El Paso 'Pushes Envelope' with Affiliate Contracts, CPUC Says
Just when you thought the news about the controversial contract
arrangement between El Paso Natural Gas and its marketing affiliate
El Paso Merchant Energy Co. had died down, California regulators
come out with a request from left field asking FERC to rescind the
$38.5 million contract transaction for 1.22 Bcf/d of firm capacity
on the pipeline.
In a Section 5 complaint filed last Monday, the California
Public Utilities Commission (CPUC) challenged the "justness and
reasonableness and anticompetitive effects" of El Paso's three
contracts with El Paso Merchant, saying the state's gas and
electric consumers will be forced to pay an additional $100 million
at least as a result of the alleged anticompetitive practices of
the two companies [RP00-241].
El Paso Natural Gas spurned the bids of 24 other shippers in
order to award the California-bound transportation capacity to El
Paso Merchant, which "could afford to pay above-market prices [for
the capacity] because it was simply recirculating El Paso's
shareholder money from one pocket to another," the CPUC said.
Although they didn't think it was possible, El Paso Natural Gas,
which first contracted the California-bound capacity out to Dynegy
Marketing and Trade in early 1998, has gone from bad to worse in
marketing the capacity, the state regulators told FERC. "From the
El Paso-Dynegy contracts, to the El Paso-Enron contracts, and now
the El Paso-El Paso contracts, El Paso keeps pushing the envelope,"
"The situation facing the California natural gas and electric
market has been getting worse and worse as El Paso's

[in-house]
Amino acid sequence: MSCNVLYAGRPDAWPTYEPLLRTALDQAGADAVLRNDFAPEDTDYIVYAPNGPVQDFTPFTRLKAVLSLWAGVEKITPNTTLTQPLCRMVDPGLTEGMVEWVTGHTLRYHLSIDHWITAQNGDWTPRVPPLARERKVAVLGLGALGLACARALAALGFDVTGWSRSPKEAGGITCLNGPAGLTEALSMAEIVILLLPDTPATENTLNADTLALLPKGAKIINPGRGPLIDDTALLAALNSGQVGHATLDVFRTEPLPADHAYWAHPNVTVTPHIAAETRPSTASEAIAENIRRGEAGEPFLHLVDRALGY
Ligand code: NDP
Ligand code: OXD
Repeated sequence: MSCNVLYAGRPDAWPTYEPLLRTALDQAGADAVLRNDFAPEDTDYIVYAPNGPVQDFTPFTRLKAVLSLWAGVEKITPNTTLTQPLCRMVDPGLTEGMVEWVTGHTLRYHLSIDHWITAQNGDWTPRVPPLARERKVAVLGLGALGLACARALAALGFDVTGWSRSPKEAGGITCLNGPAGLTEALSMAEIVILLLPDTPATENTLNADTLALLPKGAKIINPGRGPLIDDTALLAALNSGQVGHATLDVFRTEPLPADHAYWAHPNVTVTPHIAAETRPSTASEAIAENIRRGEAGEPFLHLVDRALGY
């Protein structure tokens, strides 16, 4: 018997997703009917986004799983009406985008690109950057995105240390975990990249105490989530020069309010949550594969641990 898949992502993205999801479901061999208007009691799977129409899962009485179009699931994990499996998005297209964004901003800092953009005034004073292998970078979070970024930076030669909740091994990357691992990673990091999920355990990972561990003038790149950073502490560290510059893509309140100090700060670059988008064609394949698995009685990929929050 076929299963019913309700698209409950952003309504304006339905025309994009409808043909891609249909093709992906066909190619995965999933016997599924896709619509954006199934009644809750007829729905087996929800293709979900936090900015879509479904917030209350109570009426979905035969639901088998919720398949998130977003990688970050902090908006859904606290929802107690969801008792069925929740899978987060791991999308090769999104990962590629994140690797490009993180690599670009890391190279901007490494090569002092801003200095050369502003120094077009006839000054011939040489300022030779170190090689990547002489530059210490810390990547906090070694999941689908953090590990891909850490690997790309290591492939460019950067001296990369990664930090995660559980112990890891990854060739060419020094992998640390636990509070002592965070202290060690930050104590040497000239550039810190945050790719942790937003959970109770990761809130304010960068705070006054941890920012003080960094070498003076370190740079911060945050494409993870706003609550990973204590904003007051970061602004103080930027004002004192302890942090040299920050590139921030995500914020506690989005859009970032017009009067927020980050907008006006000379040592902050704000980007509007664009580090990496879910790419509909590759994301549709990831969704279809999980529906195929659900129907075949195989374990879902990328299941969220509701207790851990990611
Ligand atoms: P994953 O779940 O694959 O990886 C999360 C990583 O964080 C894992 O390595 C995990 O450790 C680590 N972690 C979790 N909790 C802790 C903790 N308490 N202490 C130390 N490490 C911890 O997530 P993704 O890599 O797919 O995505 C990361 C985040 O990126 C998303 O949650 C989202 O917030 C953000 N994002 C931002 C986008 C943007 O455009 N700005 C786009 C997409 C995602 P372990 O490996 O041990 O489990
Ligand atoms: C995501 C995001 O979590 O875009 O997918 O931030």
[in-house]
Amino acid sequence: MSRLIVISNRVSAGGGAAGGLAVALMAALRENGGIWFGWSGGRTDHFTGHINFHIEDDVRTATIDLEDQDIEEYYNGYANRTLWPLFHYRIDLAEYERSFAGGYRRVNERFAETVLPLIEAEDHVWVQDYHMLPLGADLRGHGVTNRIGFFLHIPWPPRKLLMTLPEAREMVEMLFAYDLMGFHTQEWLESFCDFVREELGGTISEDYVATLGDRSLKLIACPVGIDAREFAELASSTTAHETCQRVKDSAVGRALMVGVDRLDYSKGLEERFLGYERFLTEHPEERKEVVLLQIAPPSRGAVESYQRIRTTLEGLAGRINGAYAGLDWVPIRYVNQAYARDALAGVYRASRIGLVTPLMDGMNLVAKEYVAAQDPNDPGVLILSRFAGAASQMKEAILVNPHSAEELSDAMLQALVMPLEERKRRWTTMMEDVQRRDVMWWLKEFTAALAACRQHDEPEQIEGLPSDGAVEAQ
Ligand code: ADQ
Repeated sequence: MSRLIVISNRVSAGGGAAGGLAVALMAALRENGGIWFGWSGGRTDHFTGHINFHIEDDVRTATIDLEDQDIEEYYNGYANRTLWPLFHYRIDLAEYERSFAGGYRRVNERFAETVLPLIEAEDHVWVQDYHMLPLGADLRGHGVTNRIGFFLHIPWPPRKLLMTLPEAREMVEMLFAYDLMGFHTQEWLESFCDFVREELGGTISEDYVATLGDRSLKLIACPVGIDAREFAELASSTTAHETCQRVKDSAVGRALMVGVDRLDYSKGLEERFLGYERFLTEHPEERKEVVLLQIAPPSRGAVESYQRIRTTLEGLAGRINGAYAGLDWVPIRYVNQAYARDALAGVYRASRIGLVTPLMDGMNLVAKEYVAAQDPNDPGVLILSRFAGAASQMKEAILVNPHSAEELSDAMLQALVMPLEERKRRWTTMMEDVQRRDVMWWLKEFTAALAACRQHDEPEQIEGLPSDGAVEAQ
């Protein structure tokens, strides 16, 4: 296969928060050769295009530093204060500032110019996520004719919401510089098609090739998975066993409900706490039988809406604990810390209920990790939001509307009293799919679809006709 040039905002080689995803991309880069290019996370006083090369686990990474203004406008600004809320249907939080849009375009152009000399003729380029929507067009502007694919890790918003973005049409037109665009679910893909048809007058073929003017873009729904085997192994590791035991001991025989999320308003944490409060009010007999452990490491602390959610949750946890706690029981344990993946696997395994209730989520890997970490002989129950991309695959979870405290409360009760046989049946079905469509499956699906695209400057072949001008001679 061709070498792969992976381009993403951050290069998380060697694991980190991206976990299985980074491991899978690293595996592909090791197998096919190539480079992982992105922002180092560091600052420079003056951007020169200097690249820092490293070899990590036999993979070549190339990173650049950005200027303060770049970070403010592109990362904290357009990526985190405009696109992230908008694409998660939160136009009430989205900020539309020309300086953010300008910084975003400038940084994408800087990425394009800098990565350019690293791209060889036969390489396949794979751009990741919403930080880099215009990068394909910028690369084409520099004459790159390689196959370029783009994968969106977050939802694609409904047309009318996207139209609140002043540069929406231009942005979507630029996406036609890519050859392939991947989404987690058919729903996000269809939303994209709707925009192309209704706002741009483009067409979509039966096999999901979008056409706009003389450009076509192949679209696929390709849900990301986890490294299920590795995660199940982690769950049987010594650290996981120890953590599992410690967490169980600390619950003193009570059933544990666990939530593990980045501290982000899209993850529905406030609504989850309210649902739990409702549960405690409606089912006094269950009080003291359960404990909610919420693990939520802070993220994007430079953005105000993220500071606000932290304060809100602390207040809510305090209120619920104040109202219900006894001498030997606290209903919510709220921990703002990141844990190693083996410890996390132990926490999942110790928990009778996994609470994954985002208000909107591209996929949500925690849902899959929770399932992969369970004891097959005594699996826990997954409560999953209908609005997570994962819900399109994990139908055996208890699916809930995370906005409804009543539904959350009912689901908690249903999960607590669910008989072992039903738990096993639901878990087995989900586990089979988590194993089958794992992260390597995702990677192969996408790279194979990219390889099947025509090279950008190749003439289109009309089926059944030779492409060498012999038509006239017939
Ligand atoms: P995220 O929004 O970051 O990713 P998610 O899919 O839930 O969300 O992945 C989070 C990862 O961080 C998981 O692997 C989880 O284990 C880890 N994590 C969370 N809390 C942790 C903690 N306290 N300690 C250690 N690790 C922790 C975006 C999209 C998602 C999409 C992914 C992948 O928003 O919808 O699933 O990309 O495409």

anticompetitive arrangement involving this [1.22 Bcf/d] of firm
capacity is now replete with affiliate-abuse problems as well. El
Paso Merchant, which had previously been a small player in the
California market, has suddenly emerged as the largest holder of
firm capacity to California on its own affiliate's interstate
If the 1.22 Bcf/d is added to El Paso Merchant's other capacity
rights on El Paso and Transwestern Pipeline, the CPUC estimates the
affiliate controls a total of 1.44 Bcf/d of firm capacity to the
California market. "No entity could realistically use all of this
capacity to California." As the largest capacity holder to
California, El Paso Merchant has the ability to "artificially drive
up prices" for both gas and electricity, state regulators said.
In the event FERC rejects the CPUC's request to "nullify" the
contracts, the agency asked the Commission to consider ordering El
Paso Merchant to release unused firm capacity on a short-term basis
to replacement shippers at a higher rate than it would pay El Paso.
As part of the complaint, the CPUC also asked the Commission to
reconsider its rulings on the recall provisions associated with the
Block II capacity contract held by El Paso Merchant, saying they
were inconsistent with the 1996 settlement between El Paso pipeline
and its customers.
California regulators don't believe their complaint can be
resolved via FERC's Enforcement Hotline, Dispute Resolution Service
or other informal procedures "because this case is a very
significant case involving the entire natural gas and electric
market in California." And while a number of the issues are pending
before the U.S. Court of Appeals for the D.C. Circuit in a petition
challenging FERC's approval of the Dynegy-El Paso contracts, the
CPUC said it can't wait until then.
The D.C. Circuit "will not have its oral argument in this matter
until Nov. 6, 2000, and the D.C. Circuit's order, while providing
an important precedent and mandate to FERC, cannot directly nullify
the El Paso-El Paso contracts as the FERC can." Moreover, the CPUC
said its complaint deals with a "more extreme and egregious
situation" than will be addressed by the court.
The CPUC, which has conducted an informal investigation of its
own, said it wasn't seeking fast-track processing of the complaint
because it first needed to conduct discovery of "information in the
hands of El Paso, El Paso Merchant and/or their affiliates." Toward
that aim, it asked the Commission to issue a proposed protective
order that would give it access to "very confidential documents
that other parties could not view."